Liquor trader linked with £34.2m VAT scam

Liquor trader linked with £34.2m VAT scam

Jun 3, 2024

A personal liability notice (PLN) for £75,000 was issued to the director of a company selling alcohol to cash and carry outlets for deliberately avoiding VAT

The case at the First Tier Tribunal related to 179 transactions between Drinks 4 Less Limited and suppliers involved in an ‘organised crime group’, where eight members were convicted of missing trader fraud and given jail sentences for between six and nine years in 2019.

When the company went into liquidation, Anandpreet Singh Powar was the sole director of Drinks 4 Less.

Before its liquidation on 16 November 2023, HMRC had turned down a claim from the company for a deduction in input tax of £186,694.46 on 3 March 2017. HMRC then issued an assessment for £182,455 against the company on 17 July 2017.

A penalty notice of £83,019.70 was also issued ‘on the basis that the 179 transactions were connected to a fraudulent loss of VAT and that the company knew or should have known of that’.

Drinks 4 Less appealed against both of these assessments in 2017 but later withdrew the appeals on 12 January 2024.

HMRC foresaw the company was likely to become insolvent and therefore on 22 June 2017 it issued a PLN to Powar himself as he was the sole company director, and so responsible for any VAT issues.

However, the PLN was reduced to £74,823.63 as ‘HMRC accepted that it could not be established that 45 of the deal chains could be traced back to a fraudulent loss of tax’.

Powar represented himself at the hearing and was described as ‘not a wholly reliable witness’ by tribunal judge Kerrie Brooks. HMRC officer Jennifer Howse also gave evidence as she was the investigating officer for the company from 2018 until 2023.

Evidence from Powar was ‘inconsistent’ as he would remember certain facts that would benefit himself but matters which occurred around the same time, he had no recollection of.

When the company was first incorporated in 2011 there were two more directors along with Powar, but the appellant had already said in evidence he was solely responsible for all trading activities.

He also said he gained his knowledge of the alcohol industry when he worked for Great Western Cash and Carry. Although he did not do any of the administrative tasks, he claimed to have learned which products were ‘fast moving’, and also when and where products should be supplied from.

Powar also stated he learned of the need for a VAT number through customers at the Cash and Carry where he worked, also using these customers as suppliers after he opened his shop.

Many of these suppliers were also linked with a criminal missing trader intra-community (MTIC) which lost HMRC £34.2m in VAT, leading to two criminal trials at Southwark Crown Court. Ten of the gang members were convicted in 2019, with four being acquitted.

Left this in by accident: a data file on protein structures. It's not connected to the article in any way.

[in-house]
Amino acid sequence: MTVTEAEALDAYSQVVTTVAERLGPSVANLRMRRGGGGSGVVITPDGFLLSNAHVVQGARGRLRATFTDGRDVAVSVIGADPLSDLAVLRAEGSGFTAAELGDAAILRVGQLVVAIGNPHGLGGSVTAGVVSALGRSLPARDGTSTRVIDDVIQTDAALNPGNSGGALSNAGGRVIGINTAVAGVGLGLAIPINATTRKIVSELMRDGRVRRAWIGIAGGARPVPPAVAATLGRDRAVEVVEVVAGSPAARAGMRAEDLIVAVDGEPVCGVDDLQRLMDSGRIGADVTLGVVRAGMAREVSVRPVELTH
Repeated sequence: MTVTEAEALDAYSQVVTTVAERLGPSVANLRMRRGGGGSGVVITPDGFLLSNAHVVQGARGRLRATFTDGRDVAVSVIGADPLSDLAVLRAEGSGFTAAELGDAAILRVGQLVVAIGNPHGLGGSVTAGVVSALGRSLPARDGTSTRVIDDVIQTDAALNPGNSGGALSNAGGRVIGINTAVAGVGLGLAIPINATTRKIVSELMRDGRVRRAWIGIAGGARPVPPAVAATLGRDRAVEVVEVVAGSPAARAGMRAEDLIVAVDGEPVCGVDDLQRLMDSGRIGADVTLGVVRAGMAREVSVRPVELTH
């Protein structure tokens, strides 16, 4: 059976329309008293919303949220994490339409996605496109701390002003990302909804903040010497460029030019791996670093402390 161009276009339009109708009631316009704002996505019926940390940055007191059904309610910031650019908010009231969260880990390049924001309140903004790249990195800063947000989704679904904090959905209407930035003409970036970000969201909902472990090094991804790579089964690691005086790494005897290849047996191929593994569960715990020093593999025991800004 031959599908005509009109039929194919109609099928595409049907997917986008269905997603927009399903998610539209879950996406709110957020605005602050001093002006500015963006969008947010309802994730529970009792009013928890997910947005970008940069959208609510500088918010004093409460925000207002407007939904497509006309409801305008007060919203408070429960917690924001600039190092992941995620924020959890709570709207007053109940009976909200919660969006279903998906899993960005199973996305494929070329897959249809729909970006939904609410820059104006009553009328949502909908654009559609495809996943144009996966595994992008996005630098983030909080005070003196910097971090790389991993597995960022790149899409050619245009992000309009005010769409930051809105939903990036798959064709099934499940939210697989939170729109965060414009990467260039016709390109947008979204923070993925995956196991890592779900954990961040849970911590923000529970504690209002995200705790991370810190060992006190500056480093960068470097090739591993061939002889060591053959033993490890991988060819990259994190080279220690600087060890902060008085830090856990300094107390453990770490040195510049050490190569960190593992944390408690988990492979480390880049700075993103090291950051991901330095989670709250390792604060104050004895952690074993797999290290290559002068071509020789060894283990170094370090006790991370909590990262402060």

These ‘convicted defendants, part of an organised crime group that established and controlled at least 19 purported UK alcohol buffer traders’, which ‘ran a paperwork factory manufacturing mainly paper transactions, the purpose of which was to clean smuggled alcoholic stock to make it look as though it had been purchased legitimately’.

Through this investigation, HMRC obtained spreadsheets with all the transactions of the criminals, including company names. Powar and the name of his company appeared in many of the spreadsheets for 179 transactions, although he could not explain why to the tribunal.

HMRC stated Powar should have done his due diligence to learn everything about the supplying companies before conducting any trade with them. Powar himself kept no records of his trades.

The tribunal cited the test in Kittel which ‘is simple and should not be over-refined’.  It embraces not only those who know of the connection but those who ‘should have known’. In such a situation the trader is an ‘accomplice’ and aids the perpetrators of the fraud.

Judge Brooks said: ‘We consider that Mr Powar, and therefore the company, not only should have known the transactions were connected to fraud but that it is more likely than not that Mr Powar actually knew of that connection.

‘It, therefore, follows that, at the time they were submitted to HMRC, the company’s VAT returns were inaccurate in that they contained a claim for a deduction of input tax to which it was not entitled, and Mr Powar knew that.’

The inaccuracies were deemed by the tribunal to be deliberate and as he was in control of the trading activities of the company all could be attributable to him. The reduced PLN of £74,823.63 was upheld due to this.